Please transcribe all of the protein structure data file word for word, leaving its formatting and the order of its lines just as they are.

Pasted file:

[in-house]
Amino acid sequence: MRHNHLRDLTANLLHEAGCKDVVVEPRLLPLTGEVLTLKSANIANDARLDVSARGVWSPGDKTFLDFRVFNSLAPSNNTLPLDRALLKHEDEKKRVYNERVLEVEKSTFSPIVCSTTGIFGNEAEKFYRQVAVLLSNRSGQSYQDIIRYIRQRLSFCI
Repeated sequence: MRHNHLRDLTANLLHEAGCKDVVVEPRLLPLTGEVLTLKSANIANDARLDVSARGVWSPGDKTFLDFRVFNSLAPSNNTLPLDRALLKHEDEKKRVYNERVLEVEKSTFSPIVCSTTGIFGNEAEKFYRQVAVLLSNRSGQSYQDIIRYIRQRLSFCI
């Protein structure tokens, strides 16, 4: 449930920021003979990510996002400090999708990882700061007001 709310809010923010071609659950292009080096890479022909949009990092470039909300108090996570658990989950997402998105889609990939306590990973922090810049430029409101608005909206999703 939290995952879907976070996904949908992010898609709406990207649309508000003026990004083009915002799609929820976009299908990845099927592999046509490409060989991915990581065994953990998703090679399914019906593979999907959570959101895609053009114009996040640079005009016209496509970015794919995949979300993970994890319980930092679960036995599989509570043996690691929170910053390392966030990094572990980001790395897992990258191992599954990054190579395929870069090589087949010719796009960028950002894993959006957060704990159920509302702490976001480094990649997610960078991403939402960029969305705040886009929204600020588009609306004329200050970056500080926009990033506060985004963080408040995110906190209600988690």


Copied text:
[in-house]
Amino acid sequence: MRHNHLRDLTANLLHEAGCKDVVVEPRLLPLTGEVLTLKSANIANDARLDVSARGVWSPGDKTFLDFRVFNSLAPSNNTLPLDRALLKHEDEKKRVYNERVLEVEKSTFSPIVCSTTGIFGNEAEKFYRQVAVLLSNRSGQSYQDIIRYIRQRLSFCI
Repeated sequence: MRHNHLRDLTANLLHEAGCKDVVVEPRLLPLTGEVLTLKSANIANDARLDVSARGVWSPGDKTFLDFRVFNSLAPSNNTLPLDRALLKHEDEKKRVYNERVLEVEKSTFSPIVCSTTGIFGNEAEKFYRQVAVLLSNRSGQSYQDIIRYIRQRLSFCI
């Protein structure tokens, strides 16, 4: 449930920021003979990510996002400090999708990882700061007001 709310809010923010071609659950292009080096890479022909949009990092470039909300108090996570658990989950997402998105889609990939306590990973922090810049430029409101608005909206999703 939290995952879907976070996904949908992010898609709406990207649309508000003026990004083009915002799609929820976009299908990845099927592999046509490409060989991915990581065994953990998703090679399914019906593979999907959570959101895609053009114009996040640079005009016209496509970015794919995949979300993970994890319980930092679960036995599989509570043996690691929170910053390392966030990094572990980001790395897992990258191992599954990054190579395929870069090589087949010719796009960028950002894993959006957060704990159920509302702490976001480094990649997610960078991403939402960029969305705040886009929204600020588009609306004329200050970056500080926009990033506060985004963080408040995110906190209600988690």